S Koreans cash in on rising won

Lee Gui-nam and her housewife friends will soon join the hordes of South Koreans setting off abroad this ­summer, heading for a tour of eastern China’s picturesque Yellow Mountain and West Lake.

“People say it is a famous scenic spot and the price is reasonable – Won700,000 ($755, €550, £380) for a four-day, three-night package tour,” says Mrs Lee, who works at an insurance company and contributes to a travel savings account with her friends.

“We save up our money to travel abroad – we have been to the Philippines twice. But this is the first time I have been to China. It is getting more popular and easier for us to go overseas these days.”

Mrs Lee is one of the millions of Koreans who will venture abroad in the next few months, taking with them piles of Korean won that make comparatively cheap destinations such as China and Vietnam even cheaper.

While the strengthening currency has been hurting exporters such as Samsung Electronics and Hyundai Motor, it has been a boon to South Korean holiday­makers.

But the combination of declining profits from exports and increasing holidays abroad has created another potential headache for financial authorities – and a surprising economic occurrence. In this manufacturing-led economy, the travel deficit in the current account is now regularly exceeding the goods surplus.

“We think of Korea as an export powerhouse, making computer chips and phones, but whatever Koreans take in from exports they spend by going to the beach,” says Frederic Neumann, who tracks the Korean economy for HSBC.

Tourist departures from South Korea have grown by almost 30 per cent over the past three years, hitting 11.6m trips in 2006 out of a population of 48m. China is the preferred destination, attracting 3.9m Korean tourists in 2006, followed by Japan with 2.1m and Thailand with 1.1m.

“In the past everyone wanted to go to south-east Asia, especially Phuket, but these days they are keen to do China and not just Beijing. They want to go to unheard of places too,” says Kim Sung-hee, a travel agent for Mode Tour, one of the leading agencies.

When they go, they spend. Overseas expenditure by Korean tourists has grown at an annual pace of about 20 per cent in recent months, to total $1.2bn in April alone. Much of this has been due to spending on credit cards. Koreans charged more than $4.8bn (€3.5bn, £2.4bn) to their credit cards in foreign countries last year, an increase of 32 per cent from 2005.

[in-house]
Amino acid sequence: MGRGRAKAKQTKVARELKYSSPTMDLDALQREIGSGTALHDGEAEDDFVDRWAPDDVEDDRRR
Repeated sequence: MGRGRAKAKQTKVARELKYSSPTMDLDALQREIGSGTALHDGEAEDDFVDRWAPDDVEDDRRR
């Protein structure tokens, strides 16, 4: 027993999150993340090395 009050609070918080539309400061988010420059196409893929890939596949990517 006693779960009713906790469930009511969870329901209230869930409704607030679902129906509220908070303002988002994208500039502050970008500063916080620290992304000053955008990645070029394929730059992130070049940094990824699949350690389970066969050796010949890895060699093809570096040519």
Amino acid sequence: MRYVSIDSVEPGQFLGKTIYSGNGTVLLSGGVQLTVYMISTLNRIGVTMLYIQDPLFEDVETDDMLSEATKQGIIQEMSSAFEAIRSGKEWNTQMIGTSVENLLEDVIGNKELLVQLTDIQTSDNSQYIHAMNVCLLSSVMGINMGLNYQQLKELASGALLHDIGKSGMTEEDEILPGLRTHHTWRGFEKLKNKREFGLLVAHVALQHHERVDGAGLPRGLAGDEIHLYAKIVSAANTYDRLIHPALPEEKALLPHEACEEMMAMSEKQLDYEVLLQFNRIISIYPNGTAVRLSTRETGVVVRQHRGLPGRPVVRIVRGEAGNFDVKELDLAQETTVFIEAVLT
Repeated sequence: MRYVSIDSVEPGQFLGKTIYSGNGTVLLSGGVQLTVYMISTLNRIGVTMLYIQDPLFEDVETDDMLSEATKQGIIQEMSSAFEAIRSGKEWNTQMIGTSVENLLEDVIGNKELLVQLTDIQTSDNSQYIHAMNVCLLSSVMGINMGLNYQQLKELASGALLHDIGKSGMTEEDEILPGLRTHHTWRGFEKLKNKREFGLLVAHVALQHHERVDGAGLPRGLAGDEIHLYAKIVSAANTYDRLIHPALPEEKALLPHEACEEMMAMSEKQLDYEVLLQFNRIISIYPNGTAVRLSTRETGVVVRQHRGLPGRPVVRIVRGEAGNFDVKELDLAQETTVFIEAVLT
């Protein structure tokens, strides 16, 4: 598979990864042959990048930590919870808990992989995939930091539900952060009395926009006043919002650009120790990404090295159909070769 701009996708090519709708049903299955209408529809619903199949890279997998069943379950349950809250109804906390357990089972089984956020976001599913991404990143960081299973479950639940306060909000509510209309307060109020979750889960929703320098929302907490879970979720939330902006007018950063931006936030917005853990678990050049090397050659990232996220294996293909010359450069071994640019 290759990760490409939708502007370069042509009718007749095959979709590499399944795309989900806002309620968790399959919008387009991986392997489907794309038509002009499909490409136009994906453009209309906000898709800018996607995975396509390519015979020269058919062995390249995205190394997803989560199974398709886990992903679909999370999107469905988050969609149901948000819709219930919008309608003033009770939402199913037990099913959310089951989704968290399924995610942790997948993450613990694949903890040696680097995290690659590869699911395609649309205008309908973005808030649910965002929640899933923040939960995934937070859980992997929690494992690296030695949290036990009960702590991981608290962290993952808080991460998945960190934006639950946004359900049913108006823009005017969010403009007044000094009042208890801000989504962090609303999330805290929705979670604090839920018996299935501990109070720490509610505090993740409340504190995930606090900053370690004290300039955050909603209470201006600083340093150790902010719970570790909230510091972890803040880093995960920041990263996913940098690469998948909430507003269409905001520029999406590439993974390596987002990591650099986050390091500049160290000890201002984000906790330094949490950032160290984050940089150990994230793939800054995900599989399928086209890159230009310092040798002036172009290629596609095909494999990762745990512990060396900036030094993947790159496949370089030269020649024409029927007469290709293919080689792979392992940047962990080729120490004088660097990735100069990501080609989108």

This outward surge coincides with the steady appreciation of the won against the US dollar, gaining 14.5 per cent in 2004 and 9 per cent last year. It has continued to strengthen this year – last week hitting Won918 to the dollar, a seven-month high.

The finance ministry is uneasy about the continuing rise and its impact on industry. In a recent statement the ministry declared that the won’s movement “seems to be out of line with the country’s macroeconomic conditions”. It added that the currency would be closely monitored.

South Korea’s current account swung back into the black in May, recording a $925m surplus after a $2.1bn deficit in April, according to Bank of Korea data, and economists expect it to be neutral by the end of the year.

However, the scars of the Asian financial crisis 10 years ago have instilled a strong streak of financial prudence in the Seoul authorities, who continue to favour healthy surpluses and large foreign exchange reserves.

“The current account remains roughly in balance, but the Korean authorities have been very concerned about the external payments system and still feel the need to run a current account surplus, even though the trade balance has been positive for some time,” Mr Neumann says.

“They will have to run a much larger trade surplus in the future to maintain a current account surplus. But it’s difficult to see how Korean exporters could ramp up production enough to counteract this.”

This dilemma is likely only to worsen. Many financial analysts expect the ­currency to hit Won900 to the dollar by the end of the year and South Korea is likely at some time in the near future to be added to the list of countries whose citizens do not require visas for short stays in the US.

Once that happens, Koreans will have even more incentive to travel abroad and the current account will come under even greater strain.

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